Jamaat al Muslimeen is an Islamic organization in Trinidad and Tobago. Its founder and leader, Sheikh Yasin Abu Bakr, is currently being tried on a charge of conspiracy to murder two expelled members of his group, one of whom was his son-in-law. In 2005, a trial on the same charges ended in a deadlocked jury. Sheikh Abu Bakr is now in the process of being retried.
Those are the bare bones of the situation. If you want to make sense of what’s happening, you have to browse through the T&T newspapers online and follow the crime news and politics (which is sometimes the same material). You can traipse all day through the Byzantine network of local crime and corruption and still never quite understand what’s going on.
Earlier in the trial two female jurors were excused from duty after they broke down in tears during jury selection. One said she was confused and agitated by the process, and the other said she missed her family. The news story does not state how many female jurors were finally empanelled.
Now comes the latest twist in this bizarre case:
The main witness in the State’s case against Jamaat al Muslimeen leader Imam Yasin Abu Bakr yesterday admitted he would rather deal with “his maker in the hereafter” and lie to the court, than face the power of the Director of Public Prosecutions (DPP) to imprison him.
Brent ‘Big Brent’ Miller, the State’s main witness in its conspiracy to murder case against Bakr, yesterday admitted once more to the open court presided over by Justice Mustapha Ibrahim in the Port-of-Spain Third Criminal Court, that the immunity agreement he signed with the DPP was “strangling” him. He admitted that he “fraid jail” and dreaded “the thought of the hangman.” Miller was granted an immunity for offences he committed in exchange for testimony in the Bakr case. It also emerged that when Miller had originally testified in the Magistrates’ Court during the preliminary inquiry, he had perjured himself by swearing an oath on the Holy Koran, when he was in fact, a Catholic. Miller admitted under Bakr’s lead counsel Pamela Elder’s questioning that at the time the Holy Koran had “no meaning” to him.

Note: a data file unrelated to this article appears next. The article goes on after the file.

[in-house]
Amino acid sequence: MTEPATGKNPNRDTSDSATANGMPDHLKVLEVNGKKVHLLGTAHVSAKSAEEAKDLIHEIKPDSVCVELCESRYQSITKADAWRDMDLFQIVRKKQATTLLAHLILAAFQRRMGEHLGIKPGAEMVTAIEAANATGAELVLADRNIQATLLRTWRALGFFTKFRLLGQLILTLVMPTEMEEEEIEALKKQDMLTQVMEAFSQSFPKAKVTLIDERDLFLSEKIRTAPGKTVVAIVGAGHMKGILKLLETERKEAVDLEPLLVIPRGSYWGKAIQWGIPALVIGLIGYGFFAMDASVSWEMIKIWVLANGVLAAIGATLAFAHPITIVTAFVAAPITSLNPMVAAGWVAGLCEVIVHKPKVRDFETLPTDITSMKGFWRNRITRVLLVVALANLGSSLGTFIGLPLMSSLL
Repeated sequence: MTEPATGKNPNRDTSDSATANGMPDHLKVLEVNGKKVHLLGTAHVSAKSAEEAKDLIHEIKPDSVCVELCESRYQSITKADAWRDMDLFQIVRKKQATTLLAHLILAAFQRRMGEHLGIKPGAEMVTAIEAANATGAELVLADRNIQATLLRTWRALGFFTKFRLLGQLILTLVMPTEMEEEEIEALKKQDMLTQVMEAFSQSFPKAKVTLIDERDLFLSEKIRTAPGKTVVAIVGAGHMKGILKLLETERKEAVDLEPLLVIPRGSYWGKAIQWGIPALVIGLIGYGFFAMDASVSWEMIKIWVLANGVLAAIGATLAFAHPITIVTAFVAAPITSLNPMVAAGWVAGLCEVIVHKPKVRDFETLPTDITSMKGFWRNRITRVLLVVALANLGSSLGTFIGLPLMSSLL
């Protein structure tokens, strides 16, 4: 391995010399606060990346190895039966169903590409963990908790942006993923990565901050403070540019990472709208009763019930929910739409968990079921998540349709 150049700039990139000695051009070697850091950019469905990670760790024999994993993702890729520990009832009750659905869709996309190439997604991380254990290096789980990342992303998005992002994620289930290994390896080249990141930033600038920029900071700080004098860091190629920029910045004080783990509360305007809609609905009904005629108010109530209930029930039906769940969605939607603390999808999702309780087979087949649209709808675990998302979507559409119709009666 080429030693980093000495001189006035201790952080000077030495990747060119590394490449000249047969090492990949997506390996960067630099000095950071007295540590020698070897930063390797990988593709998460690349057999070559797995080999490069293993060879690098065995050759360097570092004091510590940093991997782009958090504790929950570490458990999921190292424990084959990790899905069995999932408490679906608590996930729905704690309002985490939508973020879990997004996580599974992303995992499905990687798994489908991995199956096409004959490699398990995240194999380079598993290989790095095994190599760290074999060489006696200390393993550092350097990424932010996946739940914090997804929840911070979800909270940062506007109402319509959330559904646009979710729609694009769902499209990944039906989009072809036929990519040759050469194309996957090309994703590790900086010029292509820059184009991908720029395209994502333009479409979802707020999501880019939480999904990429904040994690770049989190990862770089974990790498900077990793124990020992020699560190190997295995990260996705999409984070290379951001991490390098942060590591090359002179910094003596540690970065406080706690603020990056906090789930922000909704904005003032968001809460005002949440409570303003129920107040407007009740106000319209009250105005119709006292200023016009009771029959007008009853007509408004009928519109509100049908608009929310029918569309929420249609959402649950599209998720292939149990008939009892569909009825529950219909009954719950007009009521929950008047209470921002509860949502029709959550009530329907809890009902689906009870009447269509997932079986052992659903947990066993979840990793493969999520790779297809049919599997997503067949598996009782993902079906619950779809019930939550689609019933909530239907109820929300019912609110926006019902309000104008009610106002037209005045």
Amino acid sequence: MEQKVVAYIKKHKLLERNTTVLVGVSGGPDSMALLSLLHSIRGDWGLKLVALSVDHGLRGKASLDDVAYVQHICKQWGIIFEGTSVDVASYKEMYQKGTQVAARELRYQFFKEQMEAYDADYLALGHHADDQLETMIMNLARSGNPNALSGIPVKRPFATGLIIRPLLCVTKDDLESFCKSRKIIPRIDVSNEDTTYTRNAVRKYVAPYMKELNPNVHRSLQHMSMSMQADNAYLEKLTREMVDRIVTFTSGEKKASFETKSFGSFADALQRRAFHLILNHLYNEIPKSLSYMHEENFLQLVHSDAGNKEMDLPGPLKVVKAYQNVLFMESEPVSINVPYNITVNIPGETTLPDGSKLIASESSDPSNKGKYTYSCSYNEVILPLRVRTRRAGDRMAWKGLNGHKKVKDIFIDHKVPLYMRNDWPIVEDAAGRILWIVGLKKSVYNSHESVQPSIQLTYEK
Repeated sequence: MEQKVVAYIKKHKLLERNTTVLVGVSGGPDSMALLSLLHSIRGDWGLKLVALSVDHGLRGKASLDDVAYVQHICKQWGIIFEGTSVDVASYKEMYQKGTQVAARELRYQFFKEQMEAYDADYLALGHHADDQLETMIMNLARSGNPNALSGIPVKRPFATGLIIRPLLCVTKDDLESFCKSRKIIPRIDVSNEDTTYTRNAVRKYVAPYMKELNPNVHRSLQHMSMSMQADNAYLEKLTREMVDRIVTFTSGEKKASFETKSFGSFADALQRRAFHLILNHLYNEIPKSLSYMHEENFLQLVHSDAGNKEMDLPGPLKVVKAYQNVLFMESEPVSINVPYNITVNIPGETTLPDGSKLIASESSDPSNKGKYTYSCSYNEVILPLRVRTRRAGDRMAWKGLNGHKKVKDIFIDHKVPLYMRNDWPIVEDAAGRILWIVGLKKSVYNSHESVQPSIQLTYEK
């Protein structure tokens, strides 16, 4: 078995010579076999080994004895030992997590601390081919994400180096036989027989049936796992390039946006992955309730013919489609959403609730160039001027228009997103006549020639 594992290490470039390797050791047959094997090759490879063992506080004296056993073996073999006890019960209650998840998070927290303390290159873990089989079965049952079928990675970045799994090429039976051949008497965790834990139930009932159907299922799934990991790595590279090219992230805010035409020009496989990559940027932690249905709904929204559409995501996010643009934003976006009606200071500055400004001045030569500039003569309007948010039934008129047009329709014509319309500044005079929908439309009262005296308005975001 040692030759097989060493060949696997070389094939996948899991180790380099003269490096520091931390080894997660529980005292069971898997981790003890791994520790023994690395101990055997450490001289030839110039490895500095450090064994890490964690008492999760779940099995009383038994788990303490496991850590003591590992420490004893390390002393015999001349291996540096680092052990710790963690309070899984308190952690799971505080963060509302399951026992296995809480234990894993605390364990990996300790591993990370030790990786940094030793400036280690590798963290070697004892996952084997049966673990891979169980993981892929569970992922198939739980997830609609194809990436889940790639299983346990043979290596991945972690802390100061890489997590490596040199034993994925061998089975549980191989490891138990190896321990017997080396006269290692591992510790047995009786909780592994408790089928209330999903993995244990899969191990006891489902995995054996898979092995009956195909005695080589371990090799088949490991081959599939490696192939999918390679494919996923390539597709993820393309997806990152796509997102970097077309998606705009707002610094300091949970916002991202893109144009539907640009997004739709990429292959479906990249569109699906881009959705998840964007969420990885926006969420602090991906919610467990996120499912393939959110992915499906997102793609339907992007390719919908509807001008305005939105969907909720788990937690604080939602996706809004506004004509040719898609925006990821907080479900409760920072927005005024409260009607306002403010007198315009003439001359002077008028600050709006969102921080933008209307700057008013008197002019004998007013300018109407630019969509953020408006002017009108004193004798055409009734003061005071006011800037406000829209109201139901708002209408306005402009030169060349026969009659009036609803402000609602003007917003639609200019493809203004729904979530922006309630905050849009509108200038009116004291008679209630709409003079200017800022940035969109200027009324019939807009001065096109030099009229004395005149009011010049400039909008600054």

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“I knew nothing about it,” he said. And although Miller was once described as the “third in command” of the Jamaat, Elder suggested — he was not even a genuine member of the Jamaat. Elder put to the witness that he wanted his freedom so badly under the terms of the State’s immunity agreement that he was even willing to lie about his religion if that meant his story would have been more believable.
“In fact, Brent Miller, you went so far in the Magistrates’ Court as to put aside your religion as a Roman Catholic and profess you were a Muslim,” she said. The day’s lengthy questioning of the witness quickly turned into a series of exchanges in which Miller would be questioned by Elder, deny her accusations claiming that he could not “remember” and then have to be reminded of what he had said before in the Magistrates’ Court by having the official court transcript read to him.
So this bozo was third in command of Jamaat al Muslimeen, without even being a Muslim? What kind of wussy Islamist group is this?
It’s doubtful that Big Brent is real big on Catholic theology, and he doesn’t sound like the kind of guy a prosecutor wants for his star witness:
Whenever the transcript was read to him, he would then retract his original denial and then agree with Elder. At some points during this questioning, Elder had to constantly remind the witness that honest answers to her questions would not affect his immunity.
Lead prosecutor Sir Timothy Cassell QC had on Wednesday warned the jury about Miller’s credibility.
None of this makes sense. Why would the prosecutor want to warn the jury about the credibility of his “main witness”? How does it buttress his case?
Jamaat al Muslimeen, based on the activities of its top leadership, has always sounded like a criminal mob and extortion racket, rather than a hotbed of Islamic zealotry. It turns out that Big Brent has a history of larceny and violence, and is more of a common or garden thug than a dedicated mujahid. To top it all off, it seems that he was probably unable to read, even in translation, the Koran that he swore on:
…Elder went on to draw from the witness a barrage of procedural improprieties that took place surrounding his signing of a witness statement in exchange for immunity. It emerged that Miller had signed the statement without being able to read and that when he had gone to the DPP’s office on the day he signed his immunity agreement, no one asked him about the conditions under which he had signed the statement, no one asked him if he could read, no one asked him about crucial details that were contained in his statements.
This trial would have to rise a few fathoms to reach the level of a farrago.
The most interesting aspect of it is the idea that swearing on the scripture of a religion you don’t believe in constitutes perjury. If the sheikh swore on a Bible, his testimony would be perjury, too.
So how do you empanel an atheist? What book would he swear on in the courtrooms of Trinidad and Tobago?
Hat tip: Uncle Pavian.